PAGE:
Typical flow of the conversation:

 chat.when('testing good manners of the bot')
    .user('user').messagesBot('hi')                // User: hubot hi
    .bot.repliesWith('hi')                         // Hubot: @user hi
    .user('user2').messagesBot('hi')               // User2: @hubot hi
    .bot.repliesWith('hi')                         // Hubot: @user2 hi
    .user('user').messagesRoom('hello everyone')   // User: hello everyone
    .bot.repliesWith('hi')                         // Hubot: @user hi
    .expect('the bot should be polite and say hi when user is greeting');

As you can see, this library focuses on making the chat flow as easy as it would be in the real life. Each bot response should be added as a reaction to the specific user's message - and each expectation means a new message in chat.

The hubot-chat-test module has simple to understand 'chains', which were inspired by libraries like spec, mocha etc.

Checking whether the bot response matches regex

If you don't want to check the whole response of the bot, but instead you just need to check whether the response matches some regexp:

 chat.when('the user appears after years of absence')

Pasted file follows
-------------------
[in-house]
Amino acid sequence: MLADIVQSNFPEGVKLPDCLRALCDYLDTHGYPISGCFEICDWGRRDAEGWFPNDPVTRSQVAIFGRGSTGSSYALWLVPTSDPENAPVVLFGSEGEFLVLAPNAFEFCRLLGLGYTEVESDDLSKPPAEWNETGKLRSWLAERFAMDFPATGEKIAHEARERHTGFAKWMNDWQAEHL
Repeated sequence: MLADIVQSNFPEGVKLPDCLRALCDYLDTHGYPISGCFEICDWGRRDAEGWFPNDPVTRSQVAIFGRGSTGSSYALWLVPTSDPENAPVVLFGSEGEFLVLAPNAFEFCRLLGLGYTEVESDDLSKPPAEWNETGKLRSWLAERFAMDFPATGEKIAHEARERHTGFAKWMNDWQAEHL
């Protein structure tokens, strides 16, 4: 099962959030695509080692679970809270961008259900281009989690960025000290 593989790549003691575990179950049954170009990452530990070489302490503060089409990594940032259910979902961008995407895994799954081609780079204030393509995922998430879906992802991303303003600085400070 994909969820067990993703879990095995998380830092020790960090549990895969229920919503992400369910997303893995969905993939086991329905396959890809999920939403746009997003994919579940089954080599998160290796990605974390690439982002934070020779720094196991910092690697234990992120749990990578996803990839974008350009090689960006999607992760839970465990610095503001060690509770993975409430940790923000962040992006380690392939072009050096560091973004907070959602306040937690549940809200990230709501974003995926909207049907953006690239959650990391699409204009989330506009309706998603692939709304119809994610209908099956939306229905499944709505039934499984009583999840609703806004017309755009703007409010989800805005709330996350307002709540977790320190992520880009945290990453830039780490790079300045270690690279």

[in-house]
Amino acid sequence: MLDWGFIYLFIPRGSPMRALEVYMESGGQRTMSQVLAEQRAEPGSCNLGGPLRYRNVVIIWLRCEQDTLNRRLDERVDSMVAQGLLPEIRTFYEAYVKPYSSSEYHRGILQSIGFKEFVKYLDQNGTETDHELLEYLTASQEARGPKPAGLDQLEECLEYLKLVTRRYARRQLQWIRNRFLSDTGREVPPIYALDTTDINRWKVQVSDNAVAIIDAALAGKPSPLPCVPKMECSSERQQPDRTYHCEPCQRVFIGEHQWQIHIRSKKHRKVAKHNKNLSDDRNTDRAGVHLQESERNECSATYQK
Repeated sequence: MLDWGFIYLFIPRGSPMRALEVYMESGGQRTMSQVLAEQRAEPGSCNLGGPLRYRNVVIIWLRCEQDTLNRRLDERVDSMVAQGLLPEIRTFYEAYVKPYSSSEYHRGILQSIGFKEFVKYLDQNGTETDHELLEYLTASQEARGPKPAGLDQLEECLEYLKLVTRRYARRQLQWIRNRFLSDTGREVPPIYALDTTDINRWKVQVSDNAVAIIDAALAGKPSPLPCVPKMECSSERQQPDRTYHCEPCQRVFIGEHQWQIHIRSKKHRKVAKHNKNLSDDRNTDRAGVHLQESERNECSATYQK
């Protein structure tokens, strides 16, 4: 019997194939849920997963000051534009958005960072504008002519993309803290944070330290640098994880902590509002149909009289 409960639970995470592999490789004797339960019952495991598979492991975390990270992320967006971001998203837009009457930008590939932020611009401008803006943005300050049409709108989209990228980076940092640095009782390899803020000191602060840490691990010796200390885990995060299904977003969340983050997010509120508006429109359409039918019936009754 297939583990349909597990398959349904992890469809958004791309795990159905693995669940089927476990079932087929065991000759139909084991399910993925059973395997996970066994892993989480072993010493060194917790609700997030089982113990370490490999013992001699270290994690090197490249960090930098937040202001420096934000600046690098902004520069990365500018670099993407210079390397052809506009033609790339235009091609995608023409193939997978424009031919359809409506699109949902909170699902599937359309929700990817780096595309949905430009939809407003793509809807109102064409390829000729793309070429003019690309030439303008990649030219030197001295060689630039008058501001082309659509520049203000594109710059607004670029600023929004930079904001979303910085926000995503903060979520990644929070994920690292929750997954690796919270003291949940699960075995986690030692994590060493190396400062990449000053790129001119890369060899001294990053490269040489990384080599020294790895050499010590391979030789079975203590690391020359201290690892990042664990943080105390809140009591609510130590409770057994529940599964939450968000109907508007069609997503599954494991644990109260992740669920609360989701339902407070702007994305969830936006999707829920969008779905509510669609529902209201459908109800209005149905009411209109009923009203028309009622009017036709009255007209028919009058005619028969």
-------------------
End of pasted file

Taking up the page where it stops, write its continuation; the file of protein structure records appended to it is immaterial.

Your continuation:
.user('user').messagesRoom('hi father')
    // Lets assume that bot normally says "No, I am your father!" to "hi father"
    .bot.replyMatches(/(Luke|No), I am your father/)
    .expect('the bot should tell the user the truth');
Checking whether the bot responses multiple time for one user message

If the bot feels very talkative, you can just use:

 chat.when('the user is greeting in the room')
    .user('user').messagesRoom('hi')
    .bot.repliesWith('Have I met you before? Let me think...')
    .bot.repliesWith('Oh yes, now I remember! You\'re that guy the admin told me to worry about!')
    .expect('the bot should react to it with some chit-chat');
Multiple assertions for single bot response

If you want to perform multiple checks for single bot's response:

chat.when('the user asks for a very complex answer')
    .user('user').messagesBot('say dirty things to me')
    .bot.replyIncludes('Lorem ipsum dolor sit amet,')
        .and.itMatches(/mattis sit amet dolor$/i)
        .and.itIncludes('Etiam aliquet sagittis')
    .expect('the bot should react to it with some chit-chat');
Setting the delay for the bot response

If the bot needs time to compute an answer, you can increase the waiting time by using:

// this delay will be used by default in all test scenarios
const chat = new HubotChatTesting('hubot', new Helper('../scripts/detailed-help.js'), {answerDelay: 50}); 

// this delay will be used in this specific test scenario
chat.when('the user asks for a very complex answer', {answerDelay: 200}) 
    .user('user').messagesBot('a very intriguing message', 400) // only this request will wait 400 ms for an answer

This functionality is useful when you are not mocking your bot's functionality and instead it calls some HTTP requests. More information can be found under the docs for hubot-test-helper.

Setting content and adding assertions for the bot's brain

If you want to set the robot's brain before committing to the test case, just user below example: